Working Together to Provide the Best Quality and Select the Best Building Components in Student Housing Development

Woodlawn Commons University of Chicago P3Universities have a variety of reasons for considering a Public-Private Partnership (or P3) over more traditional design-bid-build models of project delivery based on specific goals and objectives of the institution. The most common reasons generally seem to include 1) supplementing university expertise and staffing, 2) improving speed-to-market, 3) expanding access to private capital/ insulation from balance sheet impacts, and 4) transferring budget, delivery and/or operational risks.  No matter the reason for choosing the P3 method of delivery, the selection of a trusted, appropriately experienced partner with a proven record of addressing your specific goals and objectives is paramount.  Once your development partner is selected, how does a university and its P3 partner effectively evaluate quality and life cycle considerations inherent in new student housing projects during the development process?

During the design phase, there will be a myriad of decisions to be made in the selection of building systems, finishes, and materials for a particular project.  While the transaction and ownership structure selected will often influence which party has ultimate responsibility for delivering the maintenance, custodial and long-term facility management or “capital renewal” of the new student housing buildings, the approach to making these important decisions should be relatively agnostic to these influences.  Accordingly, the mantra we suggest to our university partners is “maximizing quality and sustainability within the budget and rental rate parameters mutually established with our P3 partners.”

Accomplishing this objective requires close collaboration and alignment among all development team members: architect, engineer, contractor and property management specialists together with the developer and university from the outset to develop design specifications, energy models, construction cost estimates, operating budgets and pro formas, and capital renewal plans.  With this information in hand, you and your development partner can adequately evaluate ‘Good, Better and Best’ systems and finishes for incorporation into the project, paying particular attention to not just the first cost, but also the life-cycle cost analysis and operational impact of such decisions.  This open-book collaboration helps to ensure that each decision is the correct one for the project, which is critical to successful outcomes for the P3 partnership.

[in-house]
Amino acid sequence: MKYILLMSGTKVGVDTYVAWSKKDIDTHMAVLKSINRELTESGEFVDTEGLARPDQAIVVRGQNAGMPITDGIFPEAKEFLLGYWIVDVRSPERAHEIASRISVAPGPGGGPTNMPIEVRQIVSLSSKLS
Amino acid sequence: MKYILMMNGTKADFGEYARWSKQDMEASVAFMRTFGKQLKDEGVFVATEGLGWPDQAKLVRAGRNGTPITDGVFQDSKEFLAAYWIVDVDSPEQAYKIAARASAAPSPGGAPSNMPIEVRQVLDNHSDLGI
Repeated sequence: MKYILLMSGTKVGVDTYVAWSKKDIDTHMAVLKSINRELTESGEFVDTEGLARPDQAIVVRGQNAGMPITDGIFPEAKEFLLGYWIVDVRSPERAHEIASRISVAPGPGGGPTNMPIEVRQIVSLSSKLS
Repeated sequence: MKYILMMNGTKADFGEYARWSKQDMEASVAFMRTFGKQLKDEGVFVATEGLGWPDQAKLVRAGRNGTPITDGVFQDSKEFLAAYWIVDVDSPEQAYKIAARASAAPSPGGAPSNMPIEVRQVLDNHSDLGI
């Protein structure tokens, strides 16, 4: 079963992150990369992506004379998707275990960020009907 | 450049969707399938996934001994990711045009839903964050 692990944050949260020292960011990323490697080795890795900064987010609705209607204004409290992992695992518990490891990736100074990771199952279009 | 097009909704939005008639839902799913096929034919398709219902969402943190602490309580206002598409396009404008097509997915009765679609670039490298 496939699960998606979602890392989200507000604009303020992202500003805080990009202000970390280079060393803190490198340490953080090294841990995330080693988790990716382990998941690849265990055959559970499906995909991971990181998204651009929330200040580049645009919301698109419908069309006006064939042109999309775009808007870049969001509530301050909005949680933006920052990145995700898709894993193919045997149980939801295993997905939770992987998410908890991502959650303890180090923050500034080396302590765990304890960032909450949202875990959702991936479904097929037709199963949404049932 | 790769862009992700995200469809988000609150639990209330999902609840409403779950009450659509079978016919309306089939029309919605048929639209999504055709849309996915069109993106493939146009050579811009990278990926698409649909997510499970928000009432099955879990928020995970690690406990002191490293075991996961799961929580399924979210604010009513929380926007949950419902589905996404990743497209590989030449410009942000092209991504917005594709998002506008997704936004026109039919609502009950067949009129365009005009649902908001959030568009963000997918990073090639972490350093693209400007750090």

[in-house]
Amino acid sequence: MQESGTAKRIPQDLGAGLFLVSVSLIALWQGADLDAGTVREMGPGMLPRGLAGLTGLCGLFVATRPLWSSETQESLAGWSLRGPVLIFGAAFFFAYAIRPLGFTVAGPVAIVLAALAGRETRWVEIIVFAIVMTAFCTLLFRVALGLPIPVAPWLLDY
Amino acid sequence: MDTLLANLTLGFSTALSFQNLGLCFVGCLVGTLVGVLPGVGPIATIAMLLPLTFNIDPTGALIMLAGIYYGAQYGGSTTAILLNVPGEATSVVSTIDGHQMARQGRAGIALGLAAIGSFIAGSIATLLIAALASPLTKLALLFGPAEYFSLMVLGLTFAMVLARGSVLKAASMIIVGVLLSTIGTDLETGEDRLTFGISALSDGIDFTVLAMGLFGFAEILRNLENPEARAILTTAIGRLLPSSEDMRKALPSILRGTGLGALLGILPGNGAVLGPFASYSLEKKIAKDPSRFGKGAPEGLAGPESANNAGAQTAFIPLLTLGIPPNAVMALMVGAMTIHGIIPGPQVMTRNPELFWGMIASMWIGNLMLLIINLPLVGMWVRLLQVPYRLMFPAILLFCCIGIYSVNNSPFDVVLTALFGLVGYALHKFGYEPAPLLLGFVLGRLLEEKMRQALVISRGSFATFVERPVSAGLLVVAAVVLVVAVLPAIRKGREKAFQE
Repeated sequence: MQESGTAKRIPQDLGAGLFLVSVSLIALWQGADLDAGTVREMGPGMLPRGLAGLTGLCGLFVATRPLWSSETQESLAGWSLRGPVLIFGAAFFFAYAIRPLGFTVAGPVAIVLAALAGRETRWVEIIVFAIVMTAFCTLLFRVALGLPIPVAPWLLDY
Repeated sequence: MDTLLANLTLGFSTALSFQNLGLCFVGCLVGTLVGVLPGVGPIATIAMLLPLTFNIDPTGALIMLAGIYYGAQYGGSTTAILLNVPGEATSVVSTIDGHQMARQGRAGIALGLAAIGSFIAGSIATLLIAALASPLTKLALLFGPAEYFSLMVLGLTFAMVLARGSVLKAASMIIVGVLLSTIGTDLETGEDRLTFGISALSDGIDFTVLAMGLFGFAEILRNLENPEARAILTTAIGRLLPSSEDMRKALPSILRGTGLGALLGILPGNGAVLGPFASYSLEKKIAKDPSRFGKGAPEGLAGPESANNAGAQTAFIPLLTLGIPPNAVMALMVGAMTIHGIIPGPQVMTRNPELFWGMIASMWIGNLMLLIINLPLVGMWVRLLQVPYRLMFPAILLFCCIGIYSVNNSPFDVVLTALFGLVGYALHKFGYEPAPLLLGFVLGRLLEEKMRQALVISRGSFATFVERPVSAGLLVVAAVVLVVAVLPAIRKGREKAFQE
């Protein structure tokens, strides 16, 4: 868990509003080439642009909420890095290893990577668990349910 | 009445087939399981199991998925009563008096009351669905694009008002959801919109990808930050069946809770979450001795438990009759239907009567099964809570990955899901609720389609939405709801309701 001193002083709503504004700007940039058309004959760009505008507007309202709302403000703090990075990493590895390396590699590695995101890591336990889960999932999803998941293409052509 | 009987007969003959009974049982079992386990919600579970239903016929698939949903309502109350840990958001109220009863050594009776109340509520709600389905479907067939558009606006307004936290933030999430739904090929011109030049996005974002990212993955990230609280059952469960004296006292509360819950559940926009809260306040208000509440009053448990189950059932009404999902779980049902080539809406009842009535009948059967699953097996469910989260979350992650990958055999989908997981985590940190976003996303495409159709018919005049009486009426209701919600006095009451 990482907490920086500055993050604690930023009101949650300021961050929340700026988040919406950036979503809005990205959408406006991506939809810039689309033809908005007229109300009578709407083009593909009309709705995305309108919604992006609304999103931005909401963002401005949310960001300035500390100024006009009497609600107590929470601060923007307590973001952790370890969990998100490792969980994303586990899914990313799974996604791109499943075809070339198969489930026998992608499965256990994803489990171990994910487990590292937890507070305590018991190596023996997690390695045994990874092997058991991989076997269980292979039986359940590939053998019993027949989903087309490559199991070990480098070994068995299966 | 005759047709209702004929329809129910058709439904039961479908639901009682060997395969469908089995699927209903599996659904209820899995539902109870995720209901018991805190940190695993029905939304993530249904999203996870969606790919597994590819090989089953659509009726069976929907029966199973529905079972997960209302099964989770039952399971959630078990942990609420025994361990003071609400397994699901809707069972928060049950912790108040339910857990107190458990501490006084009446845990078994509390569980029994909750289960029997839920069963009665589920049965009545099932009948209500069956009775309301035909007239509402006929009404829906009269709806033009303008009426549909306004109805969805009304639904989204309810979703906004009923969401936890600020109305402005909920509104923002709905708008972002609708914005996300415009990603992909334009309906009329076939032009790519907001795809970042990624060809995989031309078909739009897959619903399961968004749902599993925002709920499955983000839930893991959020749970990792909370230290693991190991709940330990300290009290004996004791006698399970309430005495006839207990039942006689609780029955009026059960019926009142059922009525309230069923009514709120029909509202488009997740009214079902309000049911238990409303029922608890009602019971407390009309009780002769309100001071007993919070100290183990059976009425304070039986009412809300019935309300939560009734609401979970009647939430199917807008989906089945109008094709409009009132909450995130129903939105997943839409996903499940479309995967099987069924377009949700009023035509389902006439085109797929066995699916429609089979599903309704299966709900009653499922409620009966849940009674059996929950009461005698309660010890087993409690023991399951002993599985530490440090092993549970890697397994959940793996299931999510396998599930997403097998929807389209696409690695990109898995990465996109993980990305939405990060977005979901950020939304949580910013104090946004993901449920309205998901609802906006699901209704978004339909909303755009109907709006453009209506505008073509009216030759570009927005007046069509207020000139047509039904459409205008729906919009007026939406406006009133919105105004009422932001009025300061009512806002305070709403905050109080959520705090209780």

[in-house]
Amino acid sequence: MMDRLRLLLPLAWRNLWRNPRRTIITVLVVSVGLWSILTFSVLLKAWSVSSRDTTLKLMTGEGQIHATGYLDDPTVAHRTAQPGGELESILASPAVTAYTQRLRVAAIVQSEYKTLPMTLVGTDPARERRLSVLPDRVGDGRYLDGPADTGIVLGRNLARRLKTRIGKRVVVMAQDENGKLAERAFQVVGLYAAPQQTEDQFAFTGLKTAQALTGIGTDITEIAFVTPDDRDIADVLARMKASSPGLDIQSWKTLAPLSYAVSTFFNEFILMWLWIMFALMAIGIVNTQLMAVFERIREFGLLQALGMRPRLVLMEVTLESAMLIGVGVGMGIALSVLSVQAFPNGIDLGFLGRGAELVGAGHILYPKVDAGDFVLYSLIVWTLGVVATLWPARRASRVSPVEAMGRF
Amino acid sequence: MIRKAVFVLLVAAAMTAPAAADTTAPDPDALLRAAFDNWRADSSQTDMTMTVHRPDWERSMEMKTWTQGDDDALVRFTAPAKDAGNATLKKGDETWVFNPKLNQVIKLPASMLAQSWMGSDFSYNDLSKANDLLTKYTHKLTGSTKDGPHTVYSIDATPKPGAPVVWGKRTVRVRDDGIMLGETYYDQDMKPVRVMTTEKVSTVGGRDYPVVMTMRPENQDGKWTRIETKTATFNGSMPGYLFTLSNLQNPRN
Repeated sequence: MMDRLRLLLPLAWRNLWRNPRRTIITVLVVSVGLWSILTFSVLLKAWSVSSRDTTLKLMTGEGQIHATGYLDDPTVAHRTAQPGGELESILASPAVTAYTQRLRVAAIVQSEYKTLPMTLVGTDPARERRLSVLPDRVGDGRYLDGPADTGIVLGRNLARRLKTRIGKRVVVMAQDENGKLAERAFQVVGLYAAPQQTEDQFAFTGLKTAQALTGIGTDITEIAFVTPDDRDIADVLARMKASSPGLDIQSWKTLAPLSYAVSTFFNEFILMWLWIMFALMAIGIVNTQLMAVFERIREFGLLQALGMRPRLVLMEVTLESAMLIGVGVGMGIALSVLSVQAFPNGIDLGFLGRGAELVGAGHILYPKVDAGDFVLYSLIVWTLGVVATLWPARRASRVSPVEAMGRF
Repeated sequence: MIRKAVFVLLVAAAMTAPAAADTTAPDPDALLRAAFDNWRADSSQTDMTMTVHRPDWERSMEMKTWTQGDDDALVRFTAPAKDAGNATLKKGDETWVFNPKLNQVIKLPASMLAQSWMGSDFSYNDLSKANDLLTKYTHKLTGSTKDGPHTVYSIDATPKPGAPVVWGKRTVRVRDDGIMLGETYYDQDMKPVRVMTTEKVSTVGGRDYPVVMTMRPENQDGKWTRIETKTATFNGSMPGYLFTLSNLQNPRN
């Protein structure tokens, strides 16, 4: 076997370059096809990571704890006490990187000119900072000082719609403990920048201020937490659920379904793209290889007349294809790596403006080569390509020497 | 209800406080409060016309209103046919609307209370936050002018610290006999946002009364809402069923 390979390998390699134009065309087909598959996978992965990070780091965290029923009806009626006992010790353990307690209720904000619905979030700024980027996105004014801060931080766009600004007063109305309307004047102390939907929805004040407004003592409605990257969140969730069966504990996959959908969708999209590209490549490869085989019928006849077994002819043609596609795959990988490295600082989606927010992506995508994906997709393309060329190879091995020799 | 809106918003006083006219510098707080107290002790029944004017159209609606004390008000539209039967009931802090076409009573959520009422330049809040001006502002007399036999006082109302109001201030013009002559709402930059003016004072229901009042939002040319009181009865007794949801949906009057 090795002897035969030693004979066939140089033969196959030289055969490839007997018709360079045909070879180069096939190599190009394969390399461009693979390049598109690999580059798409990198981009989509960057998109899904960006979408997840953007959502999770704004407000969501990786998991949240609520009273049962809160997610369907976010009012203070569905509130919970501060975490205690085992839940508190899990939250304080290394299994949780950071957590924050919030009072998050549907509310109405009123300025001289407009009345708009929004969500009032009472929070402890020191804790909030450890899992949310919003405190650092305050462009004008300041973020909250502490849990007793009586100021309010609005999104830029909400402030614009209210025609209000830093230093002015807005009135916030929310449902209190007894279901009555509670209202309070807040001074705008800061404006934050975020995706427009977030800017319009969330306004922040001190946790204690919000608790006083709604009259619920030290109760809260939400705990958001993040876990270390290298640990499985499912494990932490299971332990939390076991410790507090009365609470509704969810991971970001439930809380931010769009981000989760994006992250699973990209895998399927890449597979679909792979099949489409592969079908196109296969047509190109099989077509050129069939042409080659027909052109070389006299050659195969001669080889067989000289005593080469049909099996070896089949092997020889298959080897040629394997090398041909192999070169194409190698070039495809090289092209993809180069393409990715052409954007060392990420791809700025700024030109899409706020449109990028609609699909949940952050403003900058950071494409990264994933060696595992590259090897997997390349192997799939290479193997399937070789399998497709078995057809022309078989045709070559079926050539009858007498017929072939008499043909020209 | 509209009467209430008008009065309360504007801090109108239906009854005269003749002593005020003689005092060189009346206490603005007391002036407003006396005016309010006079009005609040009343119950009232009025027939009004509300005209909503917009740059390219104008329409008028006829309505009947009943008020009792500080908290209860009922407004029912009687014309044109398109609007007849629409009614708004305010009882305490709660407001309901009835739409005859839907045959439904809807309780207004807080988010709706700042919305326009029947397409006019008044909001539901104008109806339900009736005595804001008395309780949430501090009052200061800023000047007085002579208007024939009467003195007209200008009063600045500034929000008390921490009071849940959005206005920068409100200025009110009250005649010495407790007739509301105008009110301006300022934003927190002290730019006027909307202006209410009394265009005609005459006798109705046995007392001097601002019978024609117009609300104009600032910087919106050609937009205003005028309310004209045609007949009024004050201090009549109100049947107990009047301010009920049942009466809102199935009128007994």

Sometimes, despite best efforts, volatile market influencers, such as the COVID-19 pandemic, financial market swings, impacted building materials pricing, or other unforeseen challenges can arise.  In such cases, it may be necessary to evaluate a variety of operating, design and construction decisions to achieve previously established budget targets and thus reach financial close.  These efforts can often be balanced by specifying and including a variety of ‘bid alternates’ that allow a team to move a project price up or down within previously considered, acceptable parameters as part of the finalization of a Guaranteed Maximum Price (“GMP”).  Subsequent to construction initiation and as the project budget allows, add-alternate upgrades, priced as part of the GMP, can be integrated into the project by utilizing budget savings/ remaining project contingency funds as the project progresses. This strategy has proven successful on a number of projects, helping the P3 partnership maximize quality, durability and sustainability while balancing this with the increasingly important goal of rental rate affordability for students.

Life cycle analysis does not stop during the design and construction phases, but continues into the operational phase. To read more on Caring for Student Housing Facilities, please see the recent blog post by Dr. Matthew Brown and Robert Brown here. A good development and operational partner should be in it for the long-term and be committed to turning over a building to you at the end of the ground lease that has been well built and maintained so that the facility reverts back to you in an acceptable condition. This way, the university gets a building that students can continue to thrive in for years to come.

Author: Walker May, EVP and Project Executive